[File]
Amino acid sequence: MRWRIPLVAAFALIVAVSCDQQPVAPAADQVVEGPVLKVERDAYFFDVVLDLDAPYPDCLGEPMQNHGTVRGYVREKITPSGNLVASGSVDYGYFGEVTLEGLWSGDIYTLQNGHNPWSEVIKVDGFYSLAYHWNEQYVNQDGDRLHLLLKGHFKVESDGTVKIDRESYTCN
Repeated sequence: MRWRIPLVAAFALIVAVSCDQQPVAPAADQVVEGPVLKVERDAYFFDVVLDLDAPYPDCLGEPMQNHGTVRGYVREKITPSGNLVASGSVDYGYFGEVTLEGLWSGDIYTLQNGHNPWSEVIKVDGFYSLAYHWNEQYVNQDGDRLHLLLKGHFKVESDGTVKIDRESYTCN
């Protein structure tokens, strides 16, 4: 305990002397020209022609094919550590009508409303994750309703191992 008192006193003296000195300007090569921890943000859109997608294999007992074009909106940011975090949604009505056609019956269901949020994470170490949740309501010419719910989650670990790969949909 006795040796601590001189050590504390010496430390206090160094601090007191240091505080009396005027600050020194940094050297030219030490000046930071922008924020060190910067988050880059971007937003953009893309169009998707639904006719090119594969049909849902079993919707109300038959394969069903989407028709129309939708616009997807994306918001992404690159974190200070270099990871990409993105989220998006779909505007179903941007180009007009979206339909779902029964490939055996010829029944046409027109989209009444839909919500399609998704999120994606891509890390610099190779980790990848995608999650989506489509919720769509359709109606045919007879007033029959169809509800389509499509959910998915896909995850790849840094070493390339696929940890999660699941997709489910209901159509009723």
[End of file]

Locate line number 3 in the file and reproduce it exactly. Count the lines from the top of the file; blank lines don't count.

């Protein structure tokens, strides 16, 4: 305990002397020209022609094919550590009508409303994750309703191992 008192006193003296000195300007090569921890943000859109997608294999007992074009909106940011975090949604009505056609019956269901949020994470170490949740309501010419719910989650670990790969949909 006795040796601590001189050590504390010496430390206090160094601090007191240091505080009396005027600050020194940094050297030219030490000046930071922008924020060190910067988050880059971007937003953009893309169009998707639904006719090119594969049909849902079993919707109300038959394969069903989407028709129309939708616009997807994306918001992404690159974190200070270099990871990409993105989220998006779909505007179903941007180009007009979206339909779902029964490939055996010829029944046409027109989209009444839909919500399609998704999120994606891509890390610099190779980790990848995608999650989506489509919720769509359709109606045919007879007033029959169809509800389509499509959910998915896909995850790849840094070493390339696929940890999660699941997709489910209901159509009723």